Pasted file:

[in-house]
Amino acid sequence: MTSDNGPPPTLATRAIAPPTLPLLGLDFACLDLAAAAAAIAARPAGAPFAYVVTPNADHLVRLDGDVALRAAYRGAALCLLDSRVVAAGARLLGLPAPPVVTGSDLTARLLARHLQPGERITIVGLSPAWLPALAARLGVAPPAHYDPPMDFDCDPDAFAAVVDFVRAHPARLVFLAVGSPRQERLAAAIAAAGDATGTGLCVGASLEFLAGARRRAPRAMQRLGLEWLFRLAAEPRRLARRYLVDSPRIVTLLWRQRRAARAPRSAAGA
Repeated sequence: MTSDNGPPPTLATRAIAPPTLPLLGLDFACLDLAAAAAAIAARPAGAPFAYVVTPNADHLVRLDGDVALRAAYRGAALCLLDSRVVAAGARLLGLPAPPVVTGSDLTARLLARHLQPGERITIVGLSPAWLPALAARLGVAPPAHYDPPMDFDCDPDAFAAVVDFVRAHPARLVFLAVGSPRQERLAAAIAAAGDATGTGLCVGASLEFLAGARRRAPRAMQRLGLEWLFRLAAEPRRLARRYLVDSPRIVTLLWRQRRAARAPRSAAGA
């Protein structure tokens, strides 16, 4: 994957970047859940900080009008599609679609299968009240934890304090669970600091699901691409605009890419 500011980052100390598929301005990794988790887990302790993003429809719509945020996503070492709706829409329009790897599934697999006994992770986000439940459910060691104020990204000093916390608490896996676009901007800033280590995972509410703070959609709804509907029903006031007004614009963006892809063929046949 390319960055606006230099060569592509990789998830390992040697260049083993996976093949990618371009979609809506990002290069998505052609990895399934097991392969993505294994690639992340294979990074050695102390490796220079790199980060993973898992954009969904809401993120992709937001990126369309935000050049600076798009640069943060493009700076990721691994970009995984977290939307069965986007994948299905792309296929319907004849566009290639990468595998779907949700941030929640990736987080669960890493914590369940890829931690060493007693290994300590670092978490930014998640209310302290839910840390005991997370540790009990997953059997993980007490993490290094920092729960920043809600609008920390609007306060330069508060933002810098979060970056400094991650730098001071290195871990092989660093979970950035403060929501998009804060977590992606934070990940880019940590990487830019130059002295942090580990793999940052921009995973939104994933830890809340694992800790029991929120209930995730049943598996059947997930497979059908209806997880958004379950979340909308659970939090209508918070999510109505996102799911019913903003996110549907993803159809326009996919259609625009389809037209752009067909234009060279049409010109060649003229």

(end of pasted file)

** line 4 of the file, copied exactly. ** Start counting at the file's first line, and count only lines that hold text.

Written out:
């Protein structure tokens, strides 16, 4: 994957970047859940900080009008599609679609299968009240934890304090669970600091699901691409605009890419 500011980052100390598929301005990794988790887990302790993003429809719509945020996503070492709706829409329009790897599934697999006994992770986000439940459910060691104020990204000093916390608490896996676009901007800033280590995972509410703070959609709804509907029903006031007004614009963006892809063929046949 390319960055606006230099060569592509990789998830390992040697260049083993996976093949990618371009979609809506990002290069998505052609990895399934097991392969993505294994690639992340294979990074050695102390490796220079790199980060993973898992954009969904809401993120992709937001990126369309935000050049600076798009640069943060493009700076990721691994970009995984977290939307069965986007994948299905792309296929319907004849566009290639990468595998779907949700941030929640990736987080669960890493914590369940890829931690060493007693290994300590670092978490930014998640209310302290839910840390005991997370540790009990997953059997993980007490993490290094920092729960920043809600609008920390609007306060330069508060933002810098979060970056400094991650730098001071290195871990092989660093979970950035403060929501998009804060977590992606934070990940880019940590990487830019130059002295942090580990793999940052921009995973939104994933830890809340694992800790029991929120209930995730049943598996059947997930497979059908209806997880958004379950979340909308659970939090209508918070999510109505996102799911019913903003996110549907993803159809326009996919259609625009389809037209752009067909234009060279049409010109060649003229």